You heard me right. I could have one, but the only location that puts it close to the house would also block my view of the backyard and the bird feeders. I love my view and I love my birds. I could put a free standing line in the far back yard but I know myself well enough to know that I am not going to want to carry a basket full of heavy, wet blue jeans across a slippery path in the dead of an icy winter. For that matter, I won’t want to carry a heavy basket that far in the summer … so it’s no clothesline for me. Still, I don’t want to use my electric dryer unless it’s a real emergency, meaning we are all down with the flu or some other thing too awful to contemplate.
Here’s what I do instead. At night, just as we are starting the bedtime routine, I put in a
load of clothes. I do jeans or towels at night. Before I go to bed, I set the clothes rack up in front of the stove in the living room and hang the just-washed clothes there. By morning, the heavy stuff is pretty dry and some much-needed moisture has been added to the air. I put things that are not quite dry in the dryer without turning it on. I start another load of light things and when they are washed, I set the rack up in the mud room and hang them there.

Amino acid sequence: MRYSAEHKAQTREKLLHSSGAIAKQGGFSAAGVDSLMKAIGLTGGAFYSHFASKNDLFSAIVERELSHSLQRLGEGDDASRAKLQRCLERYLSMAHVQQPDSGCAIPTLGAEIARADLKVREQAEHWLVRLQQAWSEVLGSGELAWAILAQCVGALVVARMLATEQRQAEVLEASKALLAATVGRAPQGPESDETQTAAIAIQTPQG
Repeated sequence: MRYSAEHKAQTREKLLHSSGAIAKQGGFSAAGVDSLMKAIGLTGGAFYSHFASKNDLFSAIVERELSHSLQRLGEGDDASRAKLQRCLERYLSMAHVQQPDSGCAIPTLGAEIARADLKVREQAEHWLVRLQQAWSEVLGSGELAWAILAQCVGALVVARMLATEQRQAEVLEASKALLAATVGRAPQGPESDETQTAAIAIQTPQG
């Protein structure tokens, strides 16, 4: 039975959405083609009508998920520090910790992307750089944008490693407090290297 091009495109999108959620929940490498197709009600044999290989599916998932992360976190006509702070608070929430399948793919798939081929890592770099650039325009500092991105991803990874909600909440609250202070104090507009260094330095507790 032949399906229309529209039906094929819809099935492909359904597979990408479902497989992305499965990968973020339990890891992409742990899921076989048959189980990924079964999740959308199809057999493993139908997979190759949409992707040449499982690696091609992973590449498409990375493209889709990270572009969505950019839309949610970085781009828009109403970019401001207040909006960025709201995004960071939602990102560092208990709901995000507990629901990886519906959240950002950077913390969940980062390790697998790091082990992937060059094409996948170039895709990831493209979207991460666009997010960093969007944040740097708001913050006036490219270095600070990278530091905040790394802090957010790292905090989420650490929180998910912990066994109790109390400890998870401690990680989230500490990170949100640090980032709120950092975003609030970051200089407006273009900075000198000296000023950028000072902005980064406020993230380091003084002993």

After supper, I toss anything that needs a quick tumble in the dryer and let them toss about for 5-10 minutes. While I finish up after supper chores, my girls fold the now-dry clothes and deliver them to the appropriate place. This keeps my laundry caught up and my electricity usage to a minimum. I find that line dried clothes don’t need any fabric softener and that final toss generally removes any need for ironing.
It is imperative to have good quality, extra-large drying rack
s for this to work. Two is a good idea if you have a large family. In the summer, the racks live on my back porch and clothes dry outside.
I have also worked hard to get my kids to realize that not every article of clothing needs to be washed every time you even think about wearing it. Towels can be hung to dry after you use them and many things can be worn several times before washing, especially if you clean spots when they happen and hang carefully when you take them off. Your clothes will last longer with less washing and drying in machines.
I have also brought back hand washing. We all wear wool socks in the winter. I find they last a lot longer if I hand wash and then dry away from direct heat. The same is true for washable wool sweaters and fine things like blouses and undergarments. It sounds crazy to even consider such a radical thing but it’s like anything else. Once you get in the habit it ceases to be a chore and is just part of life.